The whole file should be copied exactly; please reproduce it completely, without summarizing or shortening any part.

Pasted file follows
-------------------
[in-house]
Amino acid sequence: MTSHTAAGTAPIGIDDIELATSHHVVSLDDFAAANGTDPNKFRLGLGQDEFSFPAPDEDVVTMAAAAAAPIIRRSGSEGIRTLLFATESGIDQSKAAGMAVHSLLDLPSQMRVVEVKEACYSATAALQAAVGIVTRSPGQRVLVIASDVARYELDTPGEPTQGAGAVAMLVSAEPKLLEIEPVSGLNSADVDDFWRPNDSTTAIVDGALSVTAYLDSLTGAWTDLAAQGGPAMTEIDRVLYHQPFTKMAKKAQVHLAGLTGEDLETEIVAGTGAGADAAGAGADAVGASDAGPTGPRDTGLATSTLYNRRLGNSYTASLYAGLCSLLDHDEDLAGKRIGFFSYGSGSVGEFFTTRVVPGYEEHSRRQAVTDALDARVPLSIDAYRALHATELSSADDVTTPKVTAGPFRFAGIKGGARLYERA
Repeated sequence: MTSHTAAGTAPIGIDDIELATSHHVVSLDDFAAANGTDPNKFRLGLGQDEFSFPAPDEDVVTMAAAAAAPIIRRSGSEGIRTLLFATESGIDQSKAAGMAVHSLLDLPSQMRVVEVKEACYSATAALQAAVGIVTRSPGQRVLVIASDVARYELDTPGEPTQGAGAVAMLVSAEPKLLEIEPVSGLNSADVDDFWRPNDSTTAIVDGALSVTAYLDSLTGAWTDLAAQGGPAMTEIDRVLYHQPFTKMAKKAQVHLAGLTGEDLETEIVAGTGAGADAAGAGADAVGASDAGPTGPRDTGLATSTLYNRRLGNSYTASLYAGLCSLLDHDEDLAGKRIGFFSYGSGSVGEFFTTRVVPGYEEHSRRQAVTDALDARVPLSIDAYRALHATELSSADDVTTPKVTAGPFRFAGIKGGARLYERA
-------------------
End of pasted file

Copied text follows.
[in-house]
Amino acid sequence: MTSHTAAGTAPIGIDDIELATSHHVVSLDDFAAANGTDPNKFRLGLGQDEFSFPAPDEDVVTMAAAAAAPIIRRSGSEGIRTLLFATESGIDQSKAAGMAVHSLLDLPSQMRVVEVKEACYSATAALQAAVGIVTRSPGQRVLVIASDVARYELDTPGEPTQGAGAVAMLVSAEPKLLEIEPVSGLNSADVDDFWRPNDSTTAIVDGALSVTAYLDSLTGAWTDLAAQGGPAMTEIDRVLYHQPFTKMAKKAQVHLAGLTGEDLETEIVAGTGAGADAAGAGADAVGASDAGPTGPRDTGLATSTLYNRRLGNSYTASLYAGLCSLLDHDEDLAGKRIGFFSYGSGSVGEFFTTRVVPGYEEHSRRQAVTDALDARVPLSIDAYRALHATELSSADDVTTPKVTAGPFRFAGIKGGARLYERA
Repeated sequence: MTSHTAAGTAPIGIDDIELATSHHVVSLDDFAAANGTDPNKFRLGLGQDEFSFPAPDEDVVTMAAAAAAPIIRRSGSEGIRTLLFATESGIDQSKAAGMAVHSLLDLPSQMRVVEVKEACYSATAALQAAVGIVTRSPGQRVLVIASDVARYELDTPGEPTQGAGAVAMLVSAEPKLLEIEPVSGLNSADVDDFWRPNDSTTAIVDGALSVTAYLDSLTGAWTDLAAQGGPAMTEIDRVLYHQPFTKMAKKAQVHLAGLTGEDLETEIVAGTGAGADAAGAGADAVGASDAGPTGPRDTGLATSTLYNRRLGNSYTASLYAGLCSLLDHDEDLAGKRIGFFSYGSGSVGEFFTTRVVPGYEEHSRRQAVTDALDARVPLSIDAYRALHATELSSADDVTTPKVTAGPFRFAGIKGGARLYERA